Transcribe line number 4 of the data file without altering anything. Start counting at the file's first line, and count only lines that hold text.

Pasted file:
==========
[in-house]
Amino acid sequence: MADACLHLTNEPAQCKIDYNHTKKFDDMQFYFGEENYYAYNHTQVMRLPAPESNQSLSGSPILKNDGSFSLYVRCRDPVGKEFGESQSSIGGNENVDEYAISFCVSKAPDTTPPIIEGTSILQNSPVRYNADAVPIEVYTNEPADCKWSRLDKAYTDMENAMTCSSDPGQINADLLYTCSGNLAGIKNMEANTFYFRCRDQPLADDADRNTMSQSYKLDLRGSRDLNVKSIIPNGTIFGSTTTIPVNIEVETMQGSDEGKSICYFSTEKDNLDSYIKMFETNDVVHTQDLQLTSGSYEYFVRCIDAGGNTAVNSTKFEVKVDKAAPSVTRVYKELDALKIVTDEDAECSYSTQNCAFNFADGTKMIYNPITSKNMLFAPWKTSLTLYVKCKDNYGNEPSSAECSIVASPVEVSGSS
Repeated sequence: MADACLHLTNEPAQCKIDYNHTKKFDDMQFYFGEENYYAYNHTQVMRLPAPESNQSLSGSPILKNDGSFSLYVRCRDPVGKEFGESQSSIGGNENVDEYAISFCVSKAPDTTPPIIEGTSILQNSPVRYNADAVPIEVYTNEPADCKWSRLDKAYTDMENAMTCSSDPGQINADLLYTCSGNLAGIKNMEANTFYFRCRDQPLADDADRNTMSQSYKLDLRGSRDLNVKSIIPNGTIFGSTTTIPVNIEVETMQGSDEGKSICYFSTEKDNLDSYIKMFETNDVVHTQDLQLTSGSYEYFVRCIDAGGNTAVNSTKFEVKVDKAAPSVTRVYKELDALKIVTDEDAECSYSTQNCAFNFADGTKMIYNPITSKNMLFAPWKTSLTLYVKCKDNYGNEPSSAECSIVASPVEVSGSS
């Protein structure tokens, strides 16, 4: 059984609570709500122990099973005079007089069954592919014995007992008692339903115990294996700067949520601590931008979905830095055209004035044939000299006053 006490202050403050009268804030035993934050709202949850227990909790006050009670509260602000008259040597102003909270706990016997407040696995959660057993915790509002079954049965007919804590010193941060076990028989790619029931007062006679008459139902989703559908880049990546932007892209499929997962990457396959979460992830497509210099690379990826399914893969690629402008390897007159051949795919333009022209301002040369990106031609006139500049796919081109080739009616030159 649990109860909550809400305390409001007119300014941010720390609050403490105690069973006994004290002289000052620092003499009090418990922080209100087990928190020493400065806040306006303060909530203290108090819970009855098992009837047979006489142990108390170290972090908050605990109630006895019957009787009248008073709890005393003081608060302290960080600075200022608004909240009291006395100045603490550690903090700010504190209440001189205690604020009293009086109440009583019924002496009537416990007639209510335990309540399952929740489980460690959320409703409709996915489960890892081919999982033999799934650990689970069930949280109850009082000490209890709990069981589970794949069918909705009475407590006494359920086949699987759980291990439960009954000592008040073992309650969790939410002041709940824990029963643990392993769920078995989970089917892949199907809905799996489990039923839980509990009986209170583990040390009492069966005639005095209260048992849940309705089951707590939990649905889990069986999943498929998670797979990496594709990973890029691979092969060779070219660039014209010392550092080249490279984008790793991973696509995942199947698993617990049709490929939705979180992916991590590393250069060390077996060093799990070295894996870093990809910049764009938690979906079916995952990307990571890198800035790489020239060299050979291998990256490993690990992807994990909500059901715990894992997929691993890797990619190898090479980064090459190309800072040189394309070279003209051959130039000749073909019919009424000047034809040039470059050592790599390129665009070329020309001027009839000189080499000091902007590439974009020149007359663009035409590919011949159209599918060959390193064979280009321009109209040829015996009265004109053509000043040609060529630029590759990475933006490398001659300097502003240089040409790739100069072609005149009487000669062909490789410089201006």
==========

């Protein structure tokens, strides 16, 4: 059984609570709500122990099973005079007089069954592919014995007992008692339903115990294996700067949520601590931008979905830095055209004035044939000299006053 006490202050403050009268804030035993934050709202949850227990909790006050009670509260602000008259040597102003909270706990016997407040696995959660057993915790509002079954049965007919804590010193941060076990028989790619029931007062006679008459139902989703559908880049990546932007892209499929997962990457396959979460992830497509210099690379990826399914893969690629402008390897007159051949795919333009022209301002040369990106031609006139500049796919081109080739009616030159 649990109860909550809400305390409001007119300014941010720390609050403490105690069973006994004290002289000052620092003499009090418990922080209100087990928190020493400065806040306006303060909530203290108090819970009855098992009837047979006489142990108390170290972090908050605990109630006895019957009787009248008073709890005393003081608060302290960080600075200022608004909240009291006395100045603490550690903090700010504190209440001189205690604020009293009086109440009583019924002496009537416990007639209510335990309540399952929740489980460690959320409703409709996915489960890892081919999982033999799934650990689970069930949280109850009082000490209890709990069981589970794949069918909705009475407590006494359920086949699987759980291990439960009954000592008040073992309650969790939410002041709940824990029963643990392993769920078995989970089917892949199907809905799996489990039923839980509990009986209170583990040390009492069966005639005095209260048992849940309705089951707590939990649905889990069986999943498929998670797979990496594709990973890029691979092969060779070219660039014209010392550092080249490279984008790793991973696509995942199947698993617990049709490929939705979180992916991590590393250069060390077996060093799990070295894996870093990809910049764009938690979906079916995952990307990571890198800035790489020239060299050979291998990256490993690990992807994990909500059901715990894992997929691993890797990619190898090479980064090459190309800072040189394309070279003209051959130039000749073909019919009424000047034809040039470059050592790599390129665009070329020309001027009839000189080499000091902007590439974009020149007359663009035409590919011949159209599918060959390193064979280009321009109209040829015996009265004109053509000043040609060529630029590759990475933006490398001659300097502003240089040409790739100069072609005149009487000669062909490789410089201006």